Abstract:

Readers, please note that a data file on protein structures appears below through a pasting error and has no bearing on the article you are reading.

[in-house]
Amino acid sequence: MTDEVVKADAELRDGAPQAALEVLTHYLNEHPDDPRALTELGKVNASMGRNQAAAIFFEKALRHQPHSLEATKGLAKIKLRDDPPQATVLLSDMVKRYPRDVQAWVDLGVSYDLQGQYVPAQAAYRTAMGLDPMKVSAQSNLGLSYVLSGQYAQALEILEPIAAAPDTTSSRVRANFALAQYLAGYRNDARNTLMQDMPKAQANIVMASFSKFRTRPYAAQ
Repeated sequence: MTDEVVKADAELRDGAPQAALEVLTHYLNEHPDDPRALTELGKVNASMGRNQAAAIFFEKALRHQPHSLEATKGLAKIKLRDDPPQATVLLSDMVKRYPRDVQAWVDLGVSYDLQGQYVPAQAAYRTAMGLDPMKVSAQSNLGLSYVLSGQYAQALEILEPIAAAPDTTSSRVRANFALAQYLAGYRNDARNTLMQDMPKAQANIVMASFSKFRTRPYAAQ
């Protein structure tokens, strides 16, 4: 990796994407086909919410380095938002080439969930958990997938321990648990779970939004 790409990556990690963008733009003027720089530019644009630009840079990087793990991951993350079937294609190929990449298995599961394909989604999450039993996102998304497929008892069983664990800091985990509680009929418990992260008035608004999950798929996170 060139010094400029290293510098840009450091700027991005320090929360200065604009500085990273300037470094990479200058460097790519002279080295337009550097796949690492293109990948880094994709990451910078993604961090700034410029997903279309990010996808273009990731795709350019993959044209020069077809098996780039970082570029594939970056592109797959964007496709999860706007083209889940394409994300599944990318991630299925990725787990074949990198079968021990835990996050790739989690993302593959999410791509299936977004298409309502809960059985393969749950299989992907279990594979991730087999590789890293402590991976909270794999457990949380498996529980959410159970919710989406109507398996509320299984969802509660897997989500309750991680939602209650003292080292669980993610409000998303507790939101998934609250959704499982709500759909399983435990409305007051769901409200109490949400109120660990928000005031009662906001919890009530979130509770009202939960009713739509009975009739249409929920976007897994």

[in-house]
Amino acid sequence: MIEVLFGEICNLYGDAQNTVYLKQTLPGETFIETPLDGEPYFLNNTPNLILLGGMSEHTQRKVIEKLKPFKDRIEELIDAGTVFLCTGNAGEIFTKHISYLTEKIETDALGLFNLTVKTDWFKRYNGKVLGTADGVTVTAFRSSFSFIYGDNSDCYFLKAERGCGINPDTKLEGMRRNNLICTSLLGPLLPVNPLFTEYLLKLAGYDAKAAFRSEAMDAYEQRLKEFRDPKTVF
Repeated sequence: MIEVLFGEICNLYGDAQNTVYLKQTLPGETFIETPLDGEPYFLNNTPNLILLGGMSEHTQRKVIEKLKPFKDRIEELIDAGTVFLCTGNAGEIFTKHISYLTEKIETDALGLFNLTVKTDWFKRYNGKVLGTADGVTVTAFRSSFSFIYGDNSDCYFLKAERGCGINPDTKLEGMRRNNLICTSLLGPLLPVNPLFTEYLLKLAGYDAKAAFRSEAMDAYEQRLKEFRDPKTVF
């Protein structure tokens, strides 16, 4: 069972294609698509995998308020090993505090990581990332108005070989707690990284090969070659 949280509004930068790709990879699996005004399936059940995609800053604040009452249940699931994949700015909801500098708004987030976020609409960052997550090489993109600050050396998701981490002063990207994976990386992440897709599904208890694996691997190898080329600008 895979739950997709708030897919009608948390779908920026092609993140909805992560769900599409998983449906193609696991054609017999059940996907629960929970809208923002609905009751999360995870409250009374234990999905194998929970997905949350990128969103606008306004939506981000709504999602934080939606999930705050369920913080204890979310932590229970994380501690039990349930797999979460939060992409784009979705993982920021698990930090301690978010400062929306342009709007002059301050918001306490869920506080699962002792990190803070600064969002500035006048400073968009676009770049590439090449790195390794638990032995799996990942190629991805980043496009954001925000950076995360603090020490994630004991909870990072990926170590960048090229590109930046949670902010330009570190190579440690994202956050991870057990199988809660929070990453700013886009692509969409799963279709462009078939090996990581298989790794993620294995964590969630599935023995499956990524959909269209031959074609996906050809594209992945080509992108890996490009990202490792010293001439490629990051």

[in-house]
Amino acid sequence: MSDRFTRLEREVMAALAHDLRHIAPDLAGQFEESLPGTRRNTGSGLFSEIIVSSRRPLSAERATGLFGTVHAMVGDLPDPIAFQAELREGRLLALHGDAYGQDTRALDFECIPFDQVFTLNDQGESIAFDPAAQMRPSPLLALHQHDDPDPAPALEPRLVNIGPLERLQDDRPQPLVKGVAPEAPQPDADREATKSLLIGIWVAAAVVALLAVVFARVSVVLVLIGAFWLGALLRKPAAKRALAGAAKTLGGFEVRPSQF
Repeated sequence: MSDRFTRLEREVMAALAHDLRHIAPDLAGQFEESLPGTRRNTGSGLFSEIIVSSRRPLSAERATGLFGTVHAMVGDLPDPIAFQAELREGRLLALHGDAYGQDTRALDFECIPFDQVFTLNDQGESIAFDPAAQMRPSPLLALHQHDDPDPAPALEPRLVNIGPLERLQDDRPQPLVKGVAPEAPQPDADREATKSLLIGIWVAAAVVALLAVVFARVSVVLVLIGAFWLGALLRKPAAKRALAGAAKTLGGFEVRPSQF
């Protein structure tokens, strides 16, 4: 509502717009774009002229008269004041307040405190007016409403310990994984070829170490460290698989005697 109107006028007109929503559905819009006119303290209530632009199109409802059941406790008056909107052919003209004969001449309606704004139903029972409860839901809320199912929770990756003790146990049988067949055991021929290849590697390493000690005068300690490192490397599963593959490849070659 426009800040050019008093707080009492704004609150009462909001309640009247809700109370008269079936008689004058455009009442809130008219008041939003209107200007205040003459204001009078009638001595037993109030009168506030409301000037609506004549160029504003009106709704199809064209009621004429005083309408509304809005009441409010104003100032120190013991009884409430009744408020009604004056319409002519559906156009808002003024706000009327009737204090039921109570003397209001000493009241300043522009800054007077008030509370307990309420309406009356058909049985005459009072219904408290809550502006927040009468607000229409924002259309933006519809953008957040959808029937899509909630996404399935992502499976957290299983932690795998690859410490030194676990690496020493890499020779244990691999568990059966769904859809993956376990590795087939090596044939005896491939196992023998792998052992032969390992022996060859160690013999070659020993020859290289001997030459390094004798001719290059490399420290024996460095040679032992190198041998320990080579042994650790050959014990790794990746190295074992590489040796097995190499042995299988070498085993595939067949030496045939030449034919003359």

Precision measurement of time and frequency has not only contributed to fundamental physics such as precision spectroscopy, test of constancy of fundamental constants and the theory of relativity, but has also played an important role as a core of social infrastructure such as synchronization of global positioning satellite systems and highspeed highcapacity networks. Time and frequency are defined by a cesium atomic clock based on microwave transitions, and its uncertainty reaches δν ⁄ ν_{0}≈10 ^{16}, making "second" a physical quantity that can be measured with outstanding precision in the SI unit system. On the other hand, with the invention of laser and the progress of coherent control technology of optical frequency such as optical frequency comb, the research of atomic clocks is shifting from microwave to optical clocks using electronic transitions in the optical domain. The optical lattice clock, proposed in 2001, is expected to be a nextgeneration timefrequency standard that can achieve both extremely high accuracy and stability by applying magic wavelength optical lattices, and an uncertainty of δν ⁄ ν_{0}≈10 ^{18}, two orders of magnitude better than that of the cesium clock, was achieved in 2016. Such a precise clock with an 18digit accuracy is capable of detecting gravitational redshifts corresponding to a height difference of 1 cm. The method of measuring elevation with clocks using relativistic time delays is called relativistic geodesy, and is attracting attention as a new geodetic technique. In this presentation, we will introduce our efforts to realize and improve the accuracy of optical lattice clocks and their application to relativistic geodesy.